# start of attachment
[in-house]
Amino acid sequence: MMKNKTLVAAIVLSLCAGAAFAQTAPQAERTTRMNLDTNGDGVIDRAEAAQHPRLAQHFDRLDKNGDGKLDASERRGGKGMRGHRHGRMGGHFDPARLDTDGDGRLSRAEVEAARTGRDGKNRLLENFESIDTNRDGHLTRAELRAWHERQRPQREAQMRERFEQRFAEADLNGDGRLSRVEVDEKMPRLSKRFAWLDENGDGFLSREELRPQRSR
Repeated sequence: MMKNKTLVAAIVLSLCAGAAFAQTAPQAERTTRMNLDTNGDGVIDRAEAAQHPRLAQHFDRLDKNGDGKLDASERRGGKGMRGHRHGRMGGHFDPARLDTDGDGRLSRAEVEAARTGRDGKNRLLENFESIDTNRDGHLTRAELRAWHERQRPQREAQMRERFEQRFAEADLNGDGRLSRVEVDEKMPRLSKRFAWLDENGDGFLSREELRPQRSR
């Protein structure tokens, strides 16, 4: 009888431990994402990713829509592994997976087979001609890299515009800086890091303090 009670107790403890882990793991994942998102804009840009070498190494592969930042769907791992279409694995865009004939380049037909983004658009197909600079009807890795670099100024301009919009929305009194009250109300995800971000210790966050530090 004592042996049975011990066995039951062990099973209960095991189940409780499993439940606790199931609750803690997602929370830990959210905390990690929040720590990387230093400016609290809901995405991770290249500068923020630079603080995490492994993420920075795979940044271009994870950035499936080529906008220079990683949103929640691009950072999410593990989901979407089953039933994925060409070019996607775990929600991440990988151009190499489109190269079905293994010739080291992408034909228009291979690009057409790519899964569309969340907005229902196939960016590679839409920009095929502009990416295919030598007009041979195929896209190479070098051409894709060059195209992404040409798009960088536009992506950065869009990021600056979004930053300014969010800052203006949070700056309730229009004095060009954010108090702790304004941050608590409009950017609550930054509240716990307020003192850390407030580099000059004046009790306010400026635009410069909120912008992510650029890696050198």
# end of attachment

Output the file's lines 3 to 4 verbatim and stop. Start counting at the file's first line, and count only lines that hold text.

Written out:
Repeated sequence: MMKNKTLVAAIVLSLCAGAAFAQTAPQAERTTRMNLDTNGDGVIDRAEAAQHPRLAQHFDRLDKNGDGKLDASERRGGKGMRGHRHGRMGGHFDPARLDTDGDGRLSRAEVEAARTGRDGKNRLLENFESIDTNRDGHLTRAELRAWHERQRPQREAQMRERFEQRFAEADLNGDGRLSRVEVDEKMPRLSKRFAWLDENGDGFLSREELRPQRSR
């Protein structure tokens, strides 16, 4: 009888431990994402990713829509592994997976087979001609890299515009800086890091303090 009670107790403890882990793991994942998102804009840009070498190494592969930042769907791992279409694995865009004939380049037909983004658009197909600079009807890795670099100024301009919009929305009194009250109300995800971000210790966050530090 004592042996049975011990066995039951062990099973209960095991189940409780499993439940606790199931609750803690997602929370830990959210905390990690929040720590990387230093400016609290809901995405991770290249500068923020630079603080995490492994993420920075795979940044271009994870950035499936080529906008220079990683949103929640691009950072999410593990989901979407089953039933994925060409070019996607775990929600991440990988151009190499489109190269079905293994010739080291992408034909228009291979690009057409790519899964569309969340907005229902196939960016590679839409920009095929502009990416295919030598007009041979195929896209190479070098051409894709060059195209992404040409798009960088536009992506950065869009990021600056979004930053300014969010800052203006949070700056309730229009004095060009954010108090702790304004941050608590409009950017609550930054509240716990307020003192850390407030580099000059004046009790306010400026635009410069909120912008992510650029890696050198």